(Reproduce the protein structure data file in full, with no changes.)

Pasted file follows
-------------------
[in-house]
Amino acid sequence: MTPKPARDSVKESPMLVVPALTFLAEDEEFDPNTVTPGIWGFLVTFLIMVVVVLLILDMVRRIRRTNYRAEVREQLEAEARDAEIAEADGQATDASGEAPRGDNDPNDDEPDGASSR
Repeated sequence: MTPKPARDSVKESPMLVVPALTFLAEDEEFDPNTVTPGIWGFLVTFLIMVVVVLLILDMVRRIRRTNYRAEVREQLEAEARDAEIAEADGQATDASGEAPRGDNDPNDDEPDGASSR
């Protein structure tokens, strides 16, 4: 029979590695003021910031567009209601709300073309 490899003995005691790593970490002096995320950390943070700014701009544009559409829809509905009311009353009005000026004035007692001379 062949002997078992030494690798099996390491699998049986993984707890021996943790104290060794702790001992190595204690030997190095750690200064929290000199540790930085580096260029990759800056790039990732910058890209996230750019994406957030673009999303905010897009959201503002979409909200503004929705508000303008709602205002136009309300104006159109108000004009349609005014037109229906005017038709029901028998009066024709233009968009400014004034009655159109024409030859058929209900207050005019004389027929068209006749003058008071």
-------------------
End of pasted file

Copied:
[in-house]
Amino acid sequence: MTPKPARDSVKESPMLVVPALTFLAEDEEFDPNTVTPGIWGFLVTFLIMVVVVLLILDMVRRIRRTNYRAEVREQLEAEARDAEIAEADGQATDASGEAPRGDNDPNDDEPDGASSR
Repeated sequence: MTPKPARDSVKESPMLVVPALTFLAEDEEFDPNTVTPGIWGFLVTFLIMVVVVLLILDMVRRIRRTNYRAEVREQLEAEARDAEIAEADGQATDASGEAPRGDNDPNDDEPDGASSR
């Protein structure tokens, strides 16, 4: 029979590695003021910031567009209601709300073309 490899003995005691790593970490002096995320950390943070700014701009544009559409829809509905009311009353009005000026004035007692001379 062949002997078992030494690798099996390491699998049986993984707890021996943790104290060794702790001992190595204690030997190095750690200064929290000199540790930085580096260029990759800056790039990732910058890209996230750019994406957030673009999303905010897009959201503002979409909200503004929705508000303008709602205002136009309300104006159109108000004009349609005014037109229906005017038709029901028998009066024709233009968009400014004034009655159109024409030859058929209900207050005019004389027929068209006749003058008071």